aka The East Side Kids Meet Bela Lugosi
Director – William Beaudine, Screenplay – Kenneth Higgins, Producers – Jack Dietz & Sam Katzman, Photography (b&w) – Mack Stengler, Music Director – Edward Kay, Art Direction – Dave Milton. Production Company – Banner Productions/Monogram
Leo Gorcey (Mugsy McGinnis), Huntz Hall (Glimpy Williams), Rick Vallin (Jack Gibson), Bela Lugosi (Emil), Sunshine Sammy Morrison (Seruno), Ava Gardner (Betty Williams Gibson)
The East Side Kids are helping prepare the wedding of Glimpy’s sister Betty and her fiance Jack. They decide to decorate the new house that Jack has brought by ‘borrowing’ furniture from the house next door. However, they then discover that the house may be haunted, while it also seems to house a Nazi propaganda press headed by the sinister Emil.
The East Side Kids, aka The Dead End Kids and The Bowery Boys, were an enduring comedy team throughout the 1940s and well into the 1950s. The complement of the gang changed considerably through their various incarnations, although the most famous of the famous of the faces were Huntz Hall and the gang’s leader Leo Gorcey. Although they became comic characters in the 1940s, the East Side Kids originally started out as an attempt to seriously portray juvenile delinquency in the slums in Sidney Kingsley’s play Dead End (1935). The play proved successful and was filmed in 1937, after which various of the actors who had played the juvenile delinquents both on stage and in the film went on to play similar jd’s in various dramas, most famously with James Cagney in Angels With Dirty Faces (1938) and Humphrey Bogart in Crime School (1938), and even in their own serials Junior G-Men (1940), Sea Raiders (1941) and Junior G-Men of the Air (1942). Sam Katzman then relaunched them under the name The East End Kids in 22 no-budgeters at Monogram, beginning with East Side Kids (1940), where their adventures were played strictly for lowbrow comedy. Leo Gorcey took control of the series in 1946 and rechristened them The Bowery Boys for a further 48 pictures at Allied Artists whose quality generally deteriorated even further than they had at Monogram. A number of their efforts strayed over into fantasy – The East Side Kids did a number of haunted house/spook comedies with fairly interchangeable titles – Spooks Run Wild (1941) also featuring Bela Lugosi, Spook Busters (1946), Ghost Chasers (1951) and Spook Chasers (1957). Bela Lugosi, well on his way to the skids by this time, teamed up with The East Side Kids for two efforts at Monogram, Spooks Run Wild, which is regarded reasonably favourably, and Ghosts on the Loose here.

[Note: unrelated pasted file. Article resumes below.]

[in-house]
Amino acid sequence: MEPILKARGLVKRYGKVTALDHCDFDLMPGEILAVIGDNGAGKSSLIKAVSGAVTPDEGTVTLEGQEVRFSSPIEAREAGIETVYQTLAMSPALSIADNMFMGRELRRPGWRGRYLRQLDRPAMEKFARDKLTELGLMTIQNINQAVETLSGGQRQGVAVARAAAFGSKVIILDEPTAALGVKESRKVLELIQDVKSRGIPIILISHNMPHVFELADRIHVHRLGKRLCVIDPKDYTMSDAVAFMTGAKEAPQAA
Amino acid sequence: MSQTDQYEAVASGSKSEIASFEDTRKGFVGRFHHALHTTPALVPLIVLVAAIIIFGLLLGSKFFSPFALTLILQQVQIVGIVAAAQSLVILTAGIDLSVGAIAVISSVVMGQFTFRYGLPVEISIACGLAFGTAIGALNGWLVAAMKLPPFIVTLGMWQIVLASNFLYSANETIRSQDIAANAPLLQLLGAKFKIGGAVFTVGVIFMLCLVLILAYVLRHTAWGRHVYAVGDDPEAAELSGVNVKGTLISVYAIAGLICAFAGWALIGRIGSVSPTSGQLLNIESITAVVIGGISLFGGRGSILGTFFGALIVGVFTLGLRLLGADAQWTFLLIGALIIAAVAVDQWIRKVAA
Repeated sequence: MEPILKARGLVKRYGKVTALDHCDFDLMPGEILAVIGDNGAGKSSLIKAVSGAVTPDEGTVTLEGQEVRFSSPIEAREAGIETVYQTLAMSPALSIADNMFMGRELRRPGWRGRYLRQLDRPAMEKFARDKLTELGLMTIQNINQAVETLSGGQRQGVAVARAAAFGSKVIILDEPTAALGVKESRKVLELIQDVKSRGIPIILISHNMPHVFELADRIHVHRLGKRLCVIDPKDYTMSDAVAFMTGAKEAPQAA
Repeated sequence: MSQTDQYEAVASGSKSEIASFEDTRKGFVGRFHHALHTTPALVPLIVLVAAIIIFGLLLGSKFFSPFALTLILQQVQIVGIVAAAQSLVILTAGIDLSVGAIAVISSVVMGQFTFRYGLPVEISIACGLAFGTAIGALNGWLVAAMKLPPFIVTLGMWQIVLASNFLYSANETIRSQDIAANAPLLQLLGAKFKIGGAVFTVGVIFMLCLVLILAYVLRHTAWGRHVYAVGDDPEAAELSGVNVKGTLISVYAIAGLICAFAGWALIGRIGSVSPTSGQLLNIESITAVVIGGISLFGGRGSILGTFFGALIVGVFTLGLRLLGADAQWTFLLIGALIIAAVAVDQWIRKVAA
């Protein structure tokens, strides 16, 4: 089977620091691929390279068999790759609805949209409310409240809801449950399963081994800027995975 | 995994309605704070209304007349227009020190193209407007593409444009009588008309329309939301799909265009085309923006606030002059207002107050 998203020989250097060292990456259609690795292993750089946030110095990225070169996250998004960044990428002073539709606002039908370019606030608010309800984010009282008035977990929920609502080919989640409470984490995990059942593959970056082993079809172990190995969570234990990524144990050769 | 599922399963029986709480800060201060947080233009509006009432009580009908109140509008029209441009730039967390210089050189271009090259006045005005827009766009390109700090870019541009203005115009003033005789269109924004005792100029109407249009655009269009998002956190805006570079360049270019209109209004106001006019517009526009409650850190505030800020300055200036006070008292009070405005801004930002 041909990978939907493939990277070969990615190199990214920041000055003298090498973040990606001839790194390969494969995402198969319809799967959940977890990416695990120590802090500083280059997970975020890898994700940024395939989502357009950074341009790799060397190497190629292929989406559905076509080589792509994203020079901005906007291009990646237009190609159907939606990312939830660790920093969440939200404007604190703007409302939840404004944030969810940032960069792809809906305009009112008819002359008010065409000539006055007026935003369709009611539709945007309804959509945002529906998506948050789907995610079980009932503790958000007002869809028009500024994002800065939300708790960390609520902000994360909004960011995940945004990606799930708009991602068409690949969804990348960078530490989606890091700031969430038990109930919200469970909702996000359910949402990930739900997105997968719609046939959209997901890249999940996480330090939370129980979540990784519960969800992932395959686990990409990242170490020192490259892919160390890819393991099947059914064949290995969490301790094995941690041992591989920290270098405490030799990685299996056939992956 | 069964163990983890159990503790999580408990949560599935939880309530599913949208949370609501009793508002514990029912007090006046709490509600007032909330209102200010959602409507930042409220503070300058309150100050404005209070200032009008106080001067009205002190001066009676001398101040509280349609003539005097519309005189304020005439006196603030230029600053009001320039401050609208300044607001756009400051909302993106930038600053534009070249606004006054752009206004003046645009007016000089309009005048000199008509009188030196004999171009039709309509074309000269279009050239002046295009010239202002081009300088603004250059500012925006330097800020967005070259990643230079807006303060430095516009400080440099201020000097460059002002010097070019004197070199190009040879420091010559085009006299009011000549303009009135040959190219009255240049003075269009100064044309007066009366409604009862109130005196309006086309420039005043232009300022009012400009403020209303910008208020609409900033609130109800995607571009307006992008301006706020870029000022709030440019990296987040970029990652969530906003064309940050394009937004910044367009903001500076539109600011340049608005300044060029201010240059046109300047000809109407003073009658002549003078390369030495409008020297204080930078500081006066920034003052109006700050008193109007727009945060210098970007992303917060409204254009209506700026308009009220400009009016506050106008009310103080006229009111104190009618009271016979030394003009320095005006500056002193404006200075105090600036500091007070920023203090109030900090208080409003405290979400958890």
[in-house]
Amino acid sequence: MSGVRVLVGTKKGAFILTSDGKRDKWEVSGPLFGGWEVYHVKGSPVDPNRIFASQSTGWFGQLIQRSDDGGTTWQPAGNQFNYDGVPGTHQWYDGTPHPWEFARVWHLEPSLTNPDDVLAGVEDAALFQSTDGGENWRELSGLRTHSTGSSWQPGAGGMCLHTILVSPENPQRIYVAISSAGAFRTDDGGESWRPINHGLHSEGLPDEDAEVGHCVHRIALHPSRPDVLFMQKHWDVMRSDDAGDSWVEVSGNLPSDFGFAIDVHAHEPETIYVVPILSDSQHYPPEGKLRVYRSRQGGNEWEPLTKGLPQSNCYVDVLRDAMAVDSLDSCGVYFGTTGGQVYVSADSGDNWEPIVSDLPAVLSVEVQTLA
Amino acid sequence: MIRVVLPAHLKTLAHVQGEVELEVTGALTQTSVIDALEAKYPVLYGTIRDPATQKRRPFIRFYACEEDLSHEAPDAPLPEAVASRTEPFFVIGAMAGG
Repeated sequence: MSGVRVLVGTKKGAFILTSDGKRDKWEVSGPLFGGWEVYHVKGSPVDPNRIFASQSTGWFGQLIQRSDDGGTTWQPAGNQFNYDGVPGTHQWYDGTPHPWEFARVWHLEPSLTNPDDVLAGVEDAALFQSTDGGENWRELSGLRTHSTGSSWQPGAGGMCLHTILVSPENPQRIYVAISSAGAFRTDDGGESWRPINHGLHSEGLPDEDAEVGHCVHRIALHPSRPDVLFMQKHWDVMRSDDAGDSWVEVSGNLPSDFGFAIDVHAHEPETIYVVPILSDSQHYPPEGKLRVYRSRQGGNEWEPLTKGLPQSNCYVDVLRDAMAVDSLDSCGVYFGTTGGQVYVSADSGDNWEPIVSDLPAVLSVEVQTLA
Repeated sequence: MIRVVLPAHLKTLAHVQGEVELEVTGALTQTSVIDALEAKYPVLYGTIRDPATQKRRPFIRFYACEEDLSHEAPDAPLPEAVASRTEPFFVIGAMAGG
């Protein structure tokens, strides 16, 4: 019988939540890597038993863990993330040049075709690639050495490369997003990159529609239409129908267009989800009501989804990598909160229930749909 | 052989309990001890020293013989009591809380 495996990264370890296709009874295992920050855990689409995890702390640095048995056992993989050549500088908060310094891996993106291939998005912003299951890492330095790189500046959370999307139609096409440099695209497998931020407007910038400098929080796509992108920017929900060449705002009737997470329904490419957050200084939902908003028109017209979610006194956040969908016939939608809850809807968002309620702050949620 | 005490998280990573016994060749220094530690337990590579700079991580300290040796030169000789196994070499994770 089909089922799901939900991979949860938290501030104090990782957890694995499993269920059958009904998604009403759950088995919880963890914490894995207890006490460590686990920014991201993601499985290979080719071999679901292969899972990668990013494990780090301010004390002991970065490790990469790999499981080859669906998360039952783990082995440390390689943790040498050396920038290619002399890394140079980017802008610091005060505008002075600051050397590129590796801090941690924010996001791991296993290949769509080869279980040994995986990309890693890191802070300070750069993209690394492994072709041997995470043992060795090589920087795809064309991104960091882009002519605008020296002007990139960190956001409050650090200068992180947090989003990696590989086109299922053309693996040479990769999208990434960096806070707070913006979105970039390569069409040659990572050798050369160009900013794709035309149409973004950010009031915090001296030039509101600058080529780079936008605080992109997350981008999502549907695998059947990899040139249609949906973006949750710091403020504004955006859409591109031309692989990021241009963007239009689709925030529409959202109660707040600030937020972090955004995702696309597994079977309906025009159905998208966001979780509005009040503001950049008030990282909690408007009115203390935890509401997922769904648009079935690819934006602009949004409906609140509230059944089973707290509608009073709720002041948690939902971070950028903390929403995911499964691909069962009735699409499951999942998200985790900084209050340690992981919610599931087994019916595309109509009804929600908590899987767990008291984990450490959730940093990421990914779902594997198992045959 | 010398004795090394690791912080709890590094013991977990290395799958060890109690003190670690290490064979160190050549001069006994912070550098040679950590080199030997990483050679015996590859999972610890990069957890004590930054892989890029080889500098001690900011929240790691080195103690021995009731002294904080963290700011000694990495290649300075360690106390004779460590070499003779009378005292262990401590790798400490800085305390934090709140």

The most notable aspect of Ghosts on the Loose is its misleading title. There are no ghosts or haunted houses in the film, nor even the suggestion or belief that there are any. The closest the film comes is a running cameo from a next-door neighbour who rings up the police because she believes the noises she hears are ghosts. Being Monogram, Ghosts on the Loose is an amazingly cheap production – the camera is static throughout, the photography is poor. Moreover, the film is directed by legendary B-budget director William ‘One-Shot’ Beaudine, who helmed a number of the East Side Kids’ comedies.
Nevertheless, The East Side Kids’ have a engagingly energetic level of knockabout comedy. Leo Gorcey has a unique screen presence – a total motormouth with an Irish accent that you could chisel bricks with. Much of the comedy centres around his malapropisms – ‘morals on the wall’, ‘intimidating evidence’, ‘you should go to an optimist and get your eyes checked’ and so on. There is an amusing ending where Huntz Hall contracts German measles, which consist of swastikas all over his face.
Unfortunately, an engaging beginning pans into a pitiful middle. The hauntings – centred around faces appearing behind portraits, a picture of Napoleon that turns around, and some odd noises – are utterly banal. That is as scary as the film gets. The wartime propagandist message is dreadfully forced. Bela Lugosi, typecast again – one is certain the ghostly associations of the title have more to do with the simple fact of his casting than anything else – is given almost nothing to do.
Director William Beaudine had a prolific career that lasted from the 1910s until his death in the 1970s. He was mostly known as a director who could shoot fastly and cheaply. He made some 350+ films, although this figure is misleading as many of these were silent films and not feature length. Beaudine did make a number of other genre films, including the Old Dark House film The Living Ghost (1942), the comedy Lucky Ghost (1942), the mad scientist film The Ape Man (1943), the mad scientist film Voodoo Man (1944), the mad scientist film The Face of Marble (1946), the East Side Kids/Bowery Boys Old Dark House comedy Spook Busters (1946), the Bowery Boys film Ghost Chasers (1951), the mad scientist comedy Bela Lugosi Meets a Brooklyn Gorilla (1952), the Bowery Boys film Jalopy (1953), the Bowery Boys film Paris Playboys (1954), the Bowery Boys film Up in Smoke (1957), the notorious Z-budget films Billy the Kid Versus Dracula (1966) and Jesse James Meets Frankenstein’s Daughter (1966), and The Green Hornet (1974), a compilation of episodes of the superhero tv series.
Full film available online here:-